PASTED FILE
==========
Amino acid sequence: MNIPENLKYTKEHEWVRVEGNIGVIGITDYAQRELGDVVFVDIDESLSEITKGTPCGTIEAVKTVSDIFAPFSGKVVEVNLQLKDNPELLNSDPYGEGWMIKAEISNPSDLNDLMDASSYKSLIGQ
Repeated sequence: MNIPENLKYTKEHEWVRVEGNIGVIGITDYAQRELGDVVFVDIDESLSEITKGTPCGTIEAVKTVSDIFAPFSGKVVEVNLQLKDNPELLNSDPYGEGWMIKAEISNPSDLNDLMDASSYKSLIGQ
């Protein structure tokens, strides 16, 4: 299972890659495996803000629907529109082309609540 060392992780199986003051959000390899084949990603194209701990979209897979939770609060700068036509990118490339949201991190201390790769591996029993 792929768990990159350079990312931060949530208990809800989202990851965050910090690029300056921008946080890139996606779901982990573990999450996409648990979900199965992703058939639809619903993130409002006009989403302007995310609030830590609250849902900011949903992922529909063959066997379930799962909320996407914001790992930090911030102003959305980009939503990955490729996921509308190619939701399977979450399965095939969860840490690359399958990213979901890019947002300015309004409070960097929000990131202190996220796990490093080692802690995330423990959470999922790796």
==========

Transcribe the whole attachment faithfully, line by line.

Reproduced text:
Amino acid sequence: MNIPENLKYTKEHEWVRVEGNIGVIGITDYAQRELGDVVFVDIDESLSEITKGTPCGTIEAVKTVSDIFAPFSGKVVEVNLQLKDNPELLNSDPYGEGWMIKAEISNPSDLNDLMDASSYKSLIGQ
Repeated sequence: MNIPENLKYTKEHEWVRVEGNIGVIGITDYAQRELGDVVFVDIDESLSEITKGTPCGTIEAVKTVSDIFAPFSGKVVEVNLQLKDNPELLNSDPYGEGWMIKAEISNPSDLNDLMDASSYKSLIGQ
């Protein structure tokens, strides 16, 4: 299972890659495996803000629907529109082309609540 060392992780199986003051959000390899084949990603194209701990979209897979939770609060700068036509990118490339949201991190201390790769591996029993 792929768990990159350079990312931060949530208990809800989202990851965050910090690029300056921008946080890139996606779901982990573990999450996409648990979900199965992703058939639809619903993130409002006009989403302007995310609030830590609250849902900011949903992922529909063959066997379930799962909320996407914001790992930090911030102003959305980009939503990955490729996921509308190619939701399977979450399965095939969860840490690359399958990213979901890019947002300015309004409070960097929000990131202190996220796990490093080692802690995330423990959470999922790796």